start an external program and open a connection to it
Connecting to a subsidiary program via WSTP.
This starts a subsidiary Wolfram System process on the computer system used here.
Here is a packet representing the first input prompt from the subsidiary Wolfram System process.
This writes a packet representing text to enter in the subsidiary process.
Here is a packet representing the output prompt from the subsidiary process.
And here is the actual result from the computation.
The basic way that the various different objects involved in a Wolfram System session are kept organized is by using Wolfram Symbolic Transfer Protocol (WSTP) packets. A WSTP packet is simply an expression with a definite head that indicates its role or meaning.
Some additional packets generated in Wolfram System sessions.
If you enter input to the Wolfram Language using EnterTextPacket["input"], then the Wolfram Language will automatically generate a string version of your output and will respond with ReturnTextPacket["output"]. But if you instead enter input using EnterExpressionPacket[expr], then the Wolfram Language will respond with ReturnExpressionPacket[expr] and will not turn your output into a string.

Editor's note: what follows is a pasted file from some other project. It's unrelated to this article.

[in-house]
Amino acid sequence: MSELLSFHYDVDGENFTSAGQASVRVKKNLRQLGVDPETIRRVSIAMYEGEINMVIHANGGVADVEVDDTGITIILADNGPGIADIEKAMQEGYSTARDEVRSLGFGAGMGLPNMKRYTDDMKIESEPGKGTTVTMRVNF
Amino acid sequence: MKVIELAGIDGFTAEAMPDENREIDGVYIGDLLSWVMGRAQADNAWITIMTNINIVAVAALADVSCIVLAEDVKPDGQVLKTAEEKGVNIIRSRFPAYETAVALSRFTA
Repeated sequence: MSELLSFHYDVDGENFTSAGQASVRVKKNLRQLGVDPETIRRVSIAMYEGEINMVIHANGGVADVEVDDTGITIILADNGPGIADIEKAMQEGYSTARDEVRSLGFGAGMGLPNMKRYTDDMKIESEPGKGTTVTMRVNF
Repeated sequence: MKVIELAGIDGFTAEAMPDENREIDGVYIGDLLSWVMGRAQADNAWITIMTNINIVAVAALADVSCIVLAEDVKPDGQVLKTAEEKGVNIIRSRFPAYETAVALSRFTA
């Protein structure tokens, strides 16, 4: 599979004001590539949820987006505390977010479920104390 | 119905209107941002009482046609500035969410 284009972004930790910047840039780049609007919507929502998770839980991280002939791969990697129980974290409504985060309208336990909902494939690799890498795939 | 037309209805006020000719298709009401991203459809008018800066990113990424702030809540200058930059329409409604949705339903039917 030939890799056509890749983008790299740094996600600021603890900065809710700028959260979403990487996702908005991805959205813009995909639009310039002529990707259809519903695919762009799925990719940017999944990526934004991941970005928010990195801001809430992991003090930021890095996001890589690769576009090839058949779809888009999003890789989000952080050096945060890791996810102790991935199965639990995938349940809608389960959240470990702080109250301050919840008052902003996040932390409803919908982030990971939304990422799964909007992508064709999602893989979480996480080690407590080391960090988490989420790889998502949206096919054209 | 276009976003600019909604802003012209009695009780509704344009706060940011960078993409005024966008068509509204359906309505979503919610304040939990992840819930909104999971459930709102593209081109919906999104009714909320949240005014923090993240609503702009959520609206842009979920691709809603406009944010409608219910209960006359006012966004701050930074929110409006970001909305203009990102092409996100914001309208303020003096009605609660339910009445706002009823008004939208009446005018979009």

an expression returned corresponding to an output line
Packets for representing input and output lines using expressions.
This enters an expression into the subsidiary Wolfram System session without evaluating it.
Here are the next 3 packets that come back from the subsidiary Wolfram System session.
InputNamePacket and OutputNamePacket packets are often convenient for making it possible to tell the current state of a subsidiary Wolfram System session. But you can suppress the generation of these packets by calling the subsidiary Wolfram System session with a string such as "math -mathlink -batchoutput".
The first packet to come back is a TextPacket representing text generated by the Print.
After that, the actual result of the Print is returned.
In most cases, it is reasonable to assume that sending an EvaluatePacket to the Wolfram System will simply cause the Wolfram System to do a computation and to return various other packets, ending with a ReturnPacket. However, if the computation involves a function like Input, then the Wolfram System will have to request additional input before it can proceed with the computation.
This sends a packet whose evaluation involves an Input function.
What comes back is an InputPacket, which indicates that further input is required.
There is nothing more to be read on the link at this point.